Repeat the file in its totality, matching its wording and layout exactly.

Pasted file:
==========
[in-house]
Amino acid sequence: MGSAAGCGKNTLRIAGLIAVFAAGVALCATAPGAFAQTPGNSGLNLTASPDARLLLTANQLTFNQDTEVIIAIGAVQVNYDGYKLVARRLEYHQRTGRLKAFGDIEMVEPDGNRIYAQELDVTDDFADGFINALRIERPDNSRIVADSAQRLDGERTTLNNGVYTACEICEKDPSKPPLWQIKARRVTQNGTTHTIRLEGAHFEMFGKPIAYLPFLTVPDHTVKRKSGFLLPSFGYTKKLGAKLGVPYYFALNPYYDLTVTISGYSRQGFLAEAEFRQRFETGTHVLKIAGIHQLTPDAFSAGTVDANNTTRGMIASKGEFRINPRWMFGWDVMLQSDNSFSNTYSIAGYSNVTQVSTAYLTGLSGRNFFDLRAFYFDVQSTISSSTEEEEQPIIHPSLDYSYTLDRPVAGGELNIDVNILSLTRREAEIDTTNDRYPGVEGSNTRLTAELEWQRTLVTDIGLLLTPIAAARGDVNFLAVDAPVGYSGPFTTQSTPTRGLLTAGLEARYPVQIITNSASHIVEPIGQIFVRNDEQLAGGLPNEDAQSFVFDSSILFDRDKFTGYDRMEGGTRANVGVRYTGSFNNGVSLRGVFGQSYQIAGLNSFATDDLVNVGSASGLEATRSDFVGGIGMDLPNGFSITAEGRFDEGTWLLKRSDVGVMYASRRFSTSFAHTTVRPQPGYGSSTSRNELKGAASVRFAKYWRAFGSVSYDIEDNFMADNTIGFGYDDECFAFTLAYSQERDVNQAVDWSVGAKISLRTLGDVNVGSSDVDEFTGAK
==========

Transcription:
[in-house]
Amino acid sequence: MGSAAGCGKNTLRIAGLIAVFAAGVALCATAPGAFAQTPGNSGLNLTASPDARLLLTANQLTFNQDTEVIIAIGAVQVNYDGYKLVARRLEYHQRTGRLKAFGDIEMVEPDGNRIYAQELDVTDDFADGFINALRIERPDNSRIVADSAQRLDGERTTLNNGVYTACEICEKDPSKPPLWQIKARRVTQNGTTHTIRLEGAHFEMFGKPIAYLPFLTVPDHTVKRKSGFLLPSFGYTKKLGAKLGVPYYFALNPYYDLTVTISGYSRQGFLAEAEFRQRFETGTHVLKIAGIHQLTPDAFSAGTVDANNTTRGMIASKGEFRINPRWMFGWDVMLQSDNSFSNTYSIAGYSNVTQVSTAYLTGLSGRNFFDLRAFYFDVQSTISSSTEEEEQPIIHPSLDYSYTLDRPVAGGELNIDVNILSLTRREAEIDTTNDRYPGVEGSNTRLTAELEWQRTLVTDIGLLLTPIAAARGDVNFLAVDAPVGYSGPFTTQSTPTRGLLTAGLEARYPVQIITNSASHIVEPIGQIFVRNDEQLAGGLPNEDAQSFVFDSSILFDRDKFTGYDRMEGGTRANVGVRYTGSFNNGVSLRGVFGQSYQIAGLNSFATDDLVNVGSASGLEATRSDFVGGIGMDLPNGFSITAEGRFDEGTWLLKRSDVGVMYASRRFSTSFAHTTVRPQPGYGSSTSRNELKGAASVRFAKYWRAFGSVSYDIEDNFMADNTIGFGYDDECFAFTLAYSQERDVNQAVDWSVGAKISLRTLGDVNVGSSDVDEFTGAK